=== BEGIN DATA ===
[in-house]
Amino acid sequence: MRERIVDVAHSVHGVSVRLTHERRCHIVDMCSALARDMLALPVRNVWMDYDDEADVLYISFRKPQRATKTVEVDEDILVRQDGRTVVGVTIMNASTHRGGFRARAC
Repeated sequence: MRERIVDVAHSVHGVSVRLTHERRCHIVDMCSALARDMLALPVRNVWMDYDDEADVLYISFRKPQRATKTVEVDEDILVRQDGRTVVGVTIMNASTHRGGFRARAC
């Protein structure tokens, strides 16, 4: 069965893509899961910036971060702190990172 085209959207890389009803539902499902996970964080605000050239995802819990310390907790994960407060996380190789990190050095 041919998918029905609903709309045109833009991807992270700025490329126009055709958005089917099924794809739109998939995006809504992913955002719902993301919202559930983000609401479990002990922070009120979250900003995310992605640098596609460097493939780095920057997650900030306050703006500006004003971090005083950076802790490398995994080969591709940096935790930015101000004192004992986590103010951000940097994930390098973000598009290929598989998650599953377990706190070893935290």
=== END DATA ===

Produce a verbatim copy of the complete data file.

[in-house]
Amino acid sequence: MRERIVDVAHSVHGVSVRLTHERRCHIVDMCSALARDMLALPVRNVWMDYDDEADVLYISFRKPQRATKTVEVDEDILVRQDGRTVVGVTIMNASTHRGGFRARAC
Repeated sequence: MRERIVDVAHSVHGVSVRLTHERRCHIVDMCSALARDMLALPVRNVWMDYDDEADVLYISFRKPQRATKTVEVDEDILVRQDGRTVVGVTIMNASTHRGGFRARAC
């Protein structure tokens, strides 16, 4: 069965893509899961910036971060702190990172 085209959207890389009803539902499902996970964080605000050239995802819990310390907790994960407060996380190789990190050095 041919998918029905609903709309045109833009991807992270700025490329126009055709958005089917099924794809739109998939995006809504992913955002719902993301919202559930983000609401479990002990922070009120979250900003995310992605640098596609460097493939780095920057997650900030306050703006500006004003971090005083950076802790490398995994080969591709940096935790930015101000004192004992986590103010951000940097994930390098973000598009290929598989998650599953377990706190070893935290």